Liverpool on Monday announced they were staying at Anfield instead of moving to a new ground, after city authorities announced plans to regenerate the area around their historic home.
Liverpool managing director Ian Ayre described the move as a “major step forward” for both the club and local residents, after years of wrangling about whether they should move from the stadium that has been their home since 1892, and he insisted a multimillion redevelopment of Anfield would enhance the club’s transfer market spending power and not diminish it.
Redevelopment of the Main Stand and Anfield Road end is likely to cost an estimated ￡150 million (US$241 million) and while nothing has been forthcoming as yet on how the money will be procured, Ayre said it would not impact on soccer matters.
“As we’ve said, the right solution is the right economic solution,” Ayre told the club’s Web site. “More so from it detracting from our spending in the transfer market, the whole point of doing this is to actually increase our revenues. If we look at our biggest competitors with a bigger capacity, like Manchester United, Arsenal, their match-day revenues are significantly ahead of ours.”
“This whole initiative is designed to generate additional revenues so the ultimate solution has to be one that increases the overall output through the process, rather than decreasing it,” he said. “We’ll find the right financing solution, the right return on investment to deliver the right amount of additional revenue to support the long-term future of the football club.”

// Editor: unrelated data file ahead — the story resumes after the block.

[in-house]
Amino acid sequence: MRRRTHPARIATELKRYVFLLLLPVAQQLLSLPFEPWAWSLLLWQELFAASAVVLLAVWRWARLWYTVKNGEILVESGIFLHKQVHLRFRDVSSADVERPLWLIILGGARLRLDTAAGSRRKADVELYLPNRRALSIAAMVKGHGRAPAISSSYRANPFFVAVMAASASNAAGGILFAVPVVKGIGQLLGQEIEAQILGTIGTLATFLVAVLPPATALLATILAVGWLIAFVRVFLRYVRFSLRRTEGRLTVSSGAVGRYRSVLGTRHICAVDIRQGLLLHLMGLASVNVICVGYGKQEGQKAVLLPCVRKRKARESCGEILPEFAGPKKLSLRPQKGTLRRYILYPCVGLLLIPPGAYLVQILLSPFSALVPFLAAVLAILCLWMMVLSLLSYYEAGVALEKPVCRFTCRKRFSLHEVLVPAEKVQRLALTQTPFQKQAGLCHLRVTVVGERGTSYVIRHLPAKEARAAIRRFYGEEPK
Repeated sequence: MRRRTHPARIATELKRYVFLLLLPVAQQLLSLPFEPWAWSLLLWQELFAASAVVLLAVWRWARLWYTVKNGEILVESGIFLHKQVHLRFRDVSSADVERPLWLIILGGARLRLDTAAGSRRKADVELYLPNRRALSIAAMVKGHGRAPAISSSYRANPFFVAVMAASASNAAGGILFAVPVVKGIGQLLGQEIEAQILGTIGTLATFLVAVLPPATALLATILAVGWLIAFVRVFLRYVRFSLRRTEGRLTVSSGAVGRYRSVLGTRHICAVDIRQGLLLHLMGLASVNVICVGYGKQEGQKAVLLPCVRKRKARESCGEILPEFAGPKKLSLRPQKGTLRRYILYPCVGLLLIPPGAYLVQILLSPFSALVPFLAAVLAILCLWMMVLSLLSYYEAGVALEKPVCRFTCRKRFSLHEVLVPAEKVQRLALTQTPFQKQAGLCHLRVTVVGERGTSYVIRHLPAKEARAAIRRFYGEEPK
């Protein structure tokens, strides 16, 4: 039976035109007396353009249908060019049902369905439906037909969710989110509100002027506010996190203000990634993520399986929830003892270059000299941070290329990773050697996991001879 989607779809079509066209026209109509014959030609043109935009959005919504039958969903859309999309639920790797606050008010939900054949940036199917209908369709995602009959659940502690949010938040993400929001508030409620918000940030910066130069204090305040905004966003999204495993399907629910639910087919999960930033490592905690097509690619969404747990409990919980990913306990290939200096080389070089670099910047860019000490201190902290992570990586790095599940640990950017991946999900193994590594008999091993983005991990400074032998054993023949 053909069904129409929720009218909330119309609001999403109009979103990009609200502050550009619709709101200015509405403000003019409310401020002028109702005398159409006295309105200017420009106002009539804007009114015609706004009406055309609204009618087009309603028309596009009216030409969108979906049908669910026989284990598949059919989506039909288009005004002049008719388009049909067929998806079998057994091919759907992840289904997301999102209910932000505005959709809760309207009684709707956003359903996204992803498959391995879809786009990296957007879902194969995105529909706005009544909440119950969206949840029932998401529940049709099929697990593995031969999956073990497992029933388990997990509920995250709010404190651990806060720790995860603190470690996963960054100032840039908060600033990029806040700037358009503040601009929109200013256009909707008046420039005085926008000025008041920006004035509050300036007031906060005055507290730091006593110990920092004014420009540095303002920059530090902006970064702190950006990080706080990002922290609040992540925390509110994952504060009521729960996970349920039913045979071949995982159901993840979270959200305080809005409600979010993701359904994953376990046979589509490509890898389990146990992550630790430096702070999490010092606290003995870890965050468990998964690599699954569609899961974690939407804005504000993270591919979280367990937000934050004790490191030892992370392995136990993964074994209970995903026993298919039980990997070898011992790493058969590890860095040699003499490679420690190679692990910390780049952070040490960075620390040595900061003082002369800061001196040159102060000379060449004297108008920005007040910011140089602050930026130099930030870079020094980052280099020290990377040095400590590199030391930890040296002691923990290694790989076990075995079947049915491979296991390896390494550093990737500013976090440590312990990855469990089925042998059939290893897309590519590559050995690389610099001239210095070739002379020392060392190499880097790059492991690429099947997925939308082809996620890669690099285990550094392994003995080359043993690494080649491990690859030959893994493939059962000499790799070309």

Match-day revenues would be significantly increased by bigger crowds and the financial reality was that it could be achieved more cheaply on the current site — Liverpool’s home since 1892, he said.
“We need a much-increased capacity and it has to be one that is right for the club going forward,” Ayre told the Liverpool Echo. “We could have achieved that in a new stadium, but the cost of doing so would have been at least double what we expect to spend by staying put. We would have been making very big payments — servicing the loans involved in building a brand new stadium — for very many years into the future.”
“That would have hampered our ability to spend money where we, and the supporters, want to see it spent — in buying and developing top players to allow us to continue to compete successfully at the very highest levels in Britain and Europe,” he added. “This option gives us much more chance of generating the revenues we need in a sensible and practical way — and of course of accommodating many more fans who want to come and watch us play.”
Remaining at Anfield and not building a new ground, costing upwards of ￡300 million, was always the owners preferred option.
Fenway Sports Group have a history of updating historic old stadiums, as they did a similar thing at Fenway Park, home to baseball’s Boston Red Sox, and they will now look to do the same on Merseyside.
Redevelopment, made possible by the regeneration plans to clear some streets close to the ground, is subject to planning permission, and the support of homeowners and the community — which means plans for a new-build stadium cannot be conclusively consigned to the garbage can until those have been secured, but planning applications to raise the capacity to 60,000 are likely to be submitted next year, with building potentially beginning in 2014.